characteristics of a deeply deca rbonized energy system in
the United States as follows:
Physical energy system. Deep decarbonization will pro-
foundly transform the physical energ y system of the
United States. On average across the four scenarios, fossil
fuel use decreases by t wo-thirds from today while decar-
bonized energy supplies expand by a factor of ve (Figure
A-7).30 However, this can be achieved while supporting all
anticipated demand for energy services —for example, cur-
rent or higher levels of driving, home heating and cooling,
and use of appliances (Figure A-8).
Energy economy. Deep decarbonization will profoundly
transform the U.S. energy economy, in terms of what
money is spent on and where investment will ow. In con-
trast to today’s system in which more than 80% of energy
costs go to fossil fuel purchases, in a deeply decarbonized
system more than 80% of energy costs will go to xed
investments in low-carbon infrastr ucture such as wind
generation and EVs (Figure A-9). However, the net change
in consumer costs for energy services is likely to be small
(Figure A-11, Figure A-32).
Macroeconomy. Deep decarbonization will have a small
net cost relative to U.S. GDP, as increased spending on
low-carbon infrastructure and equipment is oset by
reduced spending on fossil fuels. In all deep decarbon-
ization scenarios, U.S. energy costs actually decrease as a
share of GDP over time, from about 7% today to about
6% in 2050 (Figure A-10). While the overall impact on
energy costs is modest, the transition to deep decarbon-
ization nonetheless oers signicant benets for the U.S.
macroeconomy, such as insulation from oil price shocks,
even without counting the potential economic benets of
avoiding severe climate change.
While the U.S. study did not undertake an analysis
of the implications of deep decarbonization for jobs and
household income, such an analysis has been done by a
third party using the U.S. study’s physical results as its
basis. e REMI (Regional Economic Models, Inc.) mac-
roeconomic model was used to explore the impacts of
lower fossil fuel production and consumption, and higher
deployment of ecient and low-carbon equipment and
infrastructure, in the Mixed and High Renewables Sce-
narios relative to the reference case. e study found net
gains U.S.-wide in employment (one million by 2030, up
to two million by 2050), in GDP (0.6% by 2030, up to
0.9% by 2050), and disposable household income ($300
by 2030, up to $600 by 2050). e study showed regional
30. Fossil fuel use is reduced by approximately 80% from today in the High
Renewables Scenario, 70% in the Mixed and High Nuclear Scenarios, and
40% in the High CCS Scenario.
Technical and Economic Feasibility of Deep Decarbonization in the United States Page 29
Figure 1
Energy Supply and Demand Transitions in High Nuclear, High CCS, High Renewables, and Mixed Scenarios
For each scenario, t he f‌igure shows the transition f rom 2015 to 2050 in energy demand by sect or (top row), energy sup ply by type (middle row), an d carbon intensity of energ y supply (bottom row)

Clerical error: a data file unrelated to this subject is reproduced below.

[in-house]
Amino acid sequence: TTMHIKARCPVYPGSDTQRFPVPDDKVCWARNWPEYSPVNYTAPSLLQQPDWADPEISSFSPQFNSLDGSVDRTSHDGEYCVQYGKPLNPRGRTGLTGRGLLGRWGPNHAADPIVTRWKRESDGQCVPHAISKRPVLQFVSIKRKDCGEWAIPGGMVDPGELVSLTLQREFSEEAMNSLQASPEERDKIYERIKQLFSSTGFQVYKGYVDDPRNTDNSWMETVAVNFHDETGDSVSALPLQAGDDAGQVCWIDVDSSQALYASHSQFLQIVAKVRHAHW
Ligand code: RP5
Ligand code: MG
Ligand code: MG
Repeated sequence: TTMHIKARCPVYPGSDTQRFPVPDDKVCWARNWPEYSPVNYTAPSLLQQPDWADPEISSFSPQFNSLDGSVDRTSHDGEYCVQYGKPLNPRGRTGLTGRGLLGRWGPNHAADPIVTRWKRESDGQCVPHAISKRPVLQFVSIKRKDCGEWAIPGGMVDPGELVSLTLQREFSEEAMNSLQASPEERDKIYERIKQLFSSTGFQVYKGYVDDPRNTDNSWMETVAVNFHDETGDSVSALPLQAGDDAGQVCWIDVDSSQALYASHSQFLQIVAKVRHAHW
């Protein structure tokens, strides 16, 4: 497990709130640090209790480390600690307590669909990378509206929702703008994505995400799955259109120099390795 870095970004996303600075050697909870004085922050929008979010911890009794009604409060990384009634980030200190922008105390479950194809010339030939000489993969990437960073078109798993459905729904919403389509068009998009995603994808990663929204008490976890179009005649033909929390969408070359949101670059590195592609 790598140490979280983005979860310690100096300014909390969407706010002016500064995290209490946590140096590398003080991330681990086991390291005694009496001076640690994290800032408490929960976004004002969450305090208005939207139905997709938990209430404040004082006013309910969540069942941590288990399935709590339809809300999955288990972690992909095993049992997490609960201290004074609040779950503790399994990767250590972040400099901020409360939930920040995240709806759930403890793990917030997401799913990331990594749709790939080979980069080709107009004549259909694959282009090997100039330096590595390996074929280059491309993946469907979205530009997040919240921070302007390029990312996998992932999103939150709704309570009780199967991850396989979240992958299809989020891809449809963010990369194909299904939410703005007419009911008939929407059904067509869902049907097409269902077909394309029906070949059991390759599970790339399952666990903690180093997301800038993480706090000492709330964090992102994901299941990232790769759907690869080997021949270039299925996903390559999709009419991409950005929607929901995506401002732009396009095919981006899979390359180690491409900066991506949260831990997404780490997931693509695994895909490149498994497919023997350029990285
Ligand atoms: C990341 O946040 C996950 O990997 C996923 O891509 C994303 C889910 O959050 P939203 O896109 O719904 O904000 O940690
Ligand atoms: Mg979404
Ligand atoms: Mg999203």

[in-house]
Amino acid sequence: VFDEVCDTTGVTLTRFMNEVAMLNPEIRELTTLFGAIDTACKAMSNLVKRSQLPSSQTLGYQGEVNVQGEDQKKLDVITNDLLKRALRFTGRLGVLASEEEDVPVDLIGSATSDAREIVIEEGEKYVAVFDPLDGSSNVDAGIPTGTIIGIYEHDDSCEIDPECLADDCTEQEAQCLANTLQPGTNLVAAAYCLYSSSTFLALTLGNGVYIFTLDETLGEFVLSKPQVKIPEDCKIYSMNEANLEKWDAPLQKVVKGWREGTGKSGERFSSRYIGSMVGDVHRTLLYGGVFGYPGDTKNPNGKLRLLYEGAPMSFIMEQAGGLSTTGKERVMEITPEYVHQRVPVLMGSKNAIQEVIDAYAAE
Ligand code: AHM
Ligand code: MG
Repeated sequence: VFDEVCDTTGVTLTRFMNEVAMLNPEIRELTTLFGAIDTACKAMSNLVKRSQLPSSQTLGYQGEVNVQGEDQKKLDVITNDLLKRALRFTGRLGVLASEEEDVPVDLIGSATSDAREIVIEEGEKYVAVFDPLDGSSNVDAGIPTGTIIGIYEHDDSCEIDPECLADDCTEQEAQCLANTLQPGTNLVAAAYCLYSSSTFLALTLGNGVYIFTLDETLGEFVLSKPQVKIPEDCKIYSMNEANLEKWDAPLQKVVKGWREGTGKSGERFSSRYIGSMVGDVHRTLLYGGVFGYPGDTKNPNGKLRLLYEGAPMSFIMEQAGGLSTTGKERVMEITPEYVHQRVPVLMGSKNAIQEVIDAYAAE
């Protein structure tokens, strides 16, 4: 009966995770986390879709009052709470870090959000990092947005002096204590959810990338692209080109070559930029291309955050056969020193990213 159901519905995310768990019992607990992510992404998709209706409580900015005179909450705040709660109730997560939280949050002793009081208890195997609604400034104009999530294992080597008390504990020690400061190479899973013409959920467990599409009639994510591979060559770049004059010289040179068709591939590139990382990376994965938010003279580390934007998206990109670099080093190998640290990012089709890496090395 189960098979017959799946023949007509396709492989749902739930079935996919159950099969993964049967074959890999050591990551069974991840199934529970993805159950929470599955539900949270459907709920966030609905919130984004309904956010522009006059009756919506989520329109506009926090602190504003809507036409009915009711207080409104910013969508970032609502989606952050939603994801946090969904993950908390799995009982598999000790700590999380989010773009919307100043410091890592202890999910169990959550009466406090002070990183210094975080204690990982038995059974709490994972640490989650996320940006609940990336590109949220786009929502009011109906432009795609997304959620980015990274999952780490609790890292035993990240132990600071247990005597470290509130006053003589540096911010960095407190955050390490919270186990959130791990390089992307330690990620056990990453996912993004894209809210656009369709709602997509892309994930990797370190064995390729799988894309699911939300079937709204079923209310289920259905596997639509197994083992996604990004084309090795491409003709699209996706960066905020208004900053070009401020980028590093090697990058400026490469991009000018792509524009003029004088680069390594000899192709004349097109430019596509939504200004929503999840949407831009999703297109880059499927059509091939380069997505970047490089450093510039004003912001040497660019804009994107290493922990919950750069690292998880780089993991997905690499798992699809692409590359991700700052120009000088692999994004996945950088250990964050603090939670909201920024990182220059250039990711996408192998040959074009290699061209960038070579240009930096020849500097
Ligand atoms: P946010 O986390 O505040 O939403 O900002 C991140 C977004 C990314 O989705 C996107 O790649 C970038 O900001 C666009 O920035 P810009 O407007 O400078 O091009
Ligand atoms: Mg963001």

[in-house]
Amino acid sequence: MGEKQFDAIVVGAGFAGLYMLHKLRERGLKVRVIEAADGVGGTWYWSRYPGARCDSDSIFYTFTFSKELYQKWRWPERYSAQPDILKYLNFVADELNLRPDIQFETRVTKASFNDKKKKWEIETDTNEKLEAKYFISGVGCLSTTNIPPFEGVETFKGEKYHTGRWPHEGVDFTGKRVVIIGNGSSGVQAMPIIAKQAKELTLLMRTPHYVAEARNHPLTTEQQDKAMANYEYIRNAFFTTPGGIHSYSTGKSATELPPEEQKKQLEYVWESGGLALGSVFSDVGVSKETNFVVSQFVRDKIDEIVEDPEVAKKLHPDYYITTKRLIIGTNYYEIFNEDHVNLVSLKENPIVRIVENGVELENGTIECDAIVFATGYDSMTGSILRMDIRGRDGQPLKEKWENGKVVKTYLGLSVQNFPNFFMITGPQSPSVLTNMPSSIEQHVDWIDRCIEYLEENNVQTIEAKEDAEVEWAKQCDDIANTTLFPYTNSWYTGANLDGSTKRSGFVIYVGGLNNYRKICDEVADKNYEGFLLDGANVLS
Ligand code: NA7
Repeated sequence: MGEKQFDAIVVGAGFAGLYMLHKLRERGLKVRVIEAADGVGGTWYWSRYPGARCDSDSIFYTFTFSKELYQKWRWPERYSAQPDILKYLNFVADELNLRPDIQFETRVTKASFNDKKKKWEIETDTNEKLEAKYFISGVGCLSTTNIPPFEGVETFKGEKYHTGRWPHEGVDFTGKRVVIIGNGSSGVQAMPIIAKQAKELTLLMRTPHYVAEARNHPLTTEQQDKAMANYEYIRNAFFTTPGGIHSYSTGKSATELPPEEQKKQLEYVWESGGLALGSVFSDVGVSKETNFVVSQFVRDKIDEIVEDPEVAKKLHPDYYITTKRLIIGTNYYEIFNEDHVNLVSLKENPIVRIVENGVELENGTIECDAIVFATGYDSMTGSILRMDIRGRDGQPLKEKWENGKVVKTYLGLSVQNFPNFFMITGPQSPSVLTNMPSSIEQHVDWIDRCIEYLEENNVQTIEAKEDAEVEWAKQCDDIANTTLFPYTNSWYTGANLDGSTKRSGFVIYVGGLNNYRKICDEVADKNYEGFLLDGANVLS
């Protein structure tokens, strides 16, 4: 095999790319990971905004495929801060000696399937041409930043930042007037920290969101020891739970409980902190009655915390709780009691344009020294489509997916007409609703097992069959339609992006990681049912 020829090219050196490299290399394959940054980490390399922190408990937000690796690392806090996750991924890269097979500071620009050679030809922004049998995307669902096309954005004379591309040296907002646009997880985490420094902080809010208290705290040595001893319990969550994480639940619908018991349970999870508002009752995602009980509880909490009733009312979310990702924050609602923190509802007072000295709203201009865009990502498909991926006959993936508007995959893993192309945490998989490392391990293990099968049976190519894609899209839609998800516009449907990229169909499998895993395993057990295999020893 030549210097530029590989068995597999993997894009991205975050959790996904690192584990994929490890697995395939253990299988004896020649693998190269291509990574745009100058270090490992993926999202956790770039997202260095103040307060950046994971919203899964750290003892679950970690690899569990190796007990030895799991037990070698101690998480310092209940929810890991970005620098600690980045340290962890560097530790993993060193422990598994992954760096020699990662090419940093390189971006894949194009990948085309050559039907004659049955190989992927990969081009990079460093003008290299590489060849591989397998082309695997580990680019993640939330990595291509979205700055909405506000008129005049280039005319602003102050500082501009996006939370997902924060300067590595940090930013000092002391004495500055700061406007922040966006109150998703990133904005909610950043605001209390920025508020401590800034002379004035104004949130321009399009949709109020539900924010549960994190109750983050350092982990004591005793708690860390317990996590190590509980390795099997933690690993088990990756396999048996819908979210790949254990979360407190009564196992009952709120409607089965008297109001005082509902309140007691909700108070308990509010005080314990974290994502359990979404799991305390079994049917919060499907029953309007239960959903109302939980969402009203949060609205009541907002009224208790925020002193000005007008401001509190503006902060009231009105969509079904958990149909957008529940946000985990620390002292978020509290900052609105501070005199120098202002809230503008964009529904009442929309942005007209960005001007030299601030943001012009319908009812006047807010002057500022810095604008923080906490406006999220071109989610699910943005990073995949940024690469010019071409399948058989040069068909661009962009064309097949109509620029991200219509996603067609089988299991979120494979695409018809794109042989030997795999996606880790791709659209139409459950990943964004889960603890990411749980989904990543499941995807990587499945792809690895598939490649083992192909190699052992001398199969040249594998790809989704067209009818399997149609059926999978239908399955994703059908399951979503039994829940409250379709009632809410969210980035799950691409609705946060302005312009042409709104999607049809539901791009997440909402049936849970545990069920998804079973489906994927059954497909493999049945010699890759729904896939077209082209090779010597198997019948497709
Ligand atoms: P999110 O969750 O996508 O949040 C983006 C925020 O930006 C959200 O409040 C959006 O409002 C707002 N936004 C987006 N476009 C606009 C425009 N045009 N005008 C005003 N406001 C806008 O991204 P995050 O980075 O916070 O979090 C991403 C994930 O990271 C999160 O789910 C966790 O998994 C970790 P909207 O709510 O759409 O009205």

for liquid fuels ( left column), gas fuels (mi ddle column), and electr icity (right column) .
2014 2050
2014 2050
2014 2050
Gas Fuels
Liquid Fuels
Sectoral Demand (EJ)
Energy Supply (EJ)
2014 20502032
2014 20502032
2014 20502032
2014 20502032
2014 20502032
2014 20502032
50 41
Fossil (CCS)
Synthetic Natural Gas
Pipeline Gas CCS
Natural Gas
2014 2050
2014 2050
02014 2050
Gas Fuels
Liquid Fuels
Sectoral Demand (EJ)
Energy Supply (EJ)
2014 20502032
2014 20502032
2014 20502032
2014 20502032
2014 20502032
2014 20502032
68 54 50 10
Fossil (CCS)
Synthetic Natural Gas
Pipeline Gas CCS
Natural Gas
2014 2050
2014 2050
02014 2050
Gas Fuels
Liquid Fuels
Sectoral Demand (EJ)
Energy Supply (EJ)
2014 20502032
2014 20502032
2014 20502032
2014 20502032
2014 20502032
2014 20502032
68 47 50
Fossil (CCS)
Synthetic Natural Gas
Pipeline Gas CCS
Natural Gas
2014 2050
2014 2050
2014 2050
Gas Fuels
Liquid Fuels
Sectoral Demand (EJ)
Energy Supply (EJ)
2014 20502032
2014 20502032
2014 20502032
2014 20502032
2014 20502032
2014 2050
50 29
Fossil (CCS)
Synthetic Natural Gas
Pipeline Gas CCS
Natural Gas
Source: DD PP TECHNICAL REPORT, supra note 5, f‌i gs. 52-55.
Page 30 Legal Pathways to Deep Decarbonization in the United States
variations, with job losses in two census divisions (West
South Central and Mountain) and job increases in the
other seven, and the same pattern in GDP. Sectorally, min-
ing (including oil and gas) has job losses, oset by gains in
construction and manufacturing.31
VIII. Key Benchmarks
e energy transformation rests on the execution of the
three principal strategies of eciency, fuel decarboniza-
tion, and fuel switching described above, independent of
scenario or the technical details of how they are imple-
mented. Aggregate, economy-wide performance metrics
can be established as performance benchmarks t hat must
be met in each of these areas if the 80 x 50 target is to be
met (Figure 2):
Highly ecient end use of energ y in buildings, transporta-
tion, and indust ry. Energy intensity of GDP (energy con-
sumed per dollar of GDP) must decline by 70% from 2018
to 2050, with nal energy use reduced by 20% despite
forecast increases of 40% in population and 166% in
GDP. Relative to the reference case, 2050 energy intensity
and nal energy use are 33% lower.
Nearly complete decarbonization of electric ity, and reduced
carbon in other kinds of fuels. e carbon intensity of elec-
tricity must be reduced by at least 97%, from more than
31. ICF I, E A  U.S. D
P (2015), available at
A summary can be found at ICF I, E A 
U.S. D P: S  F (2015), available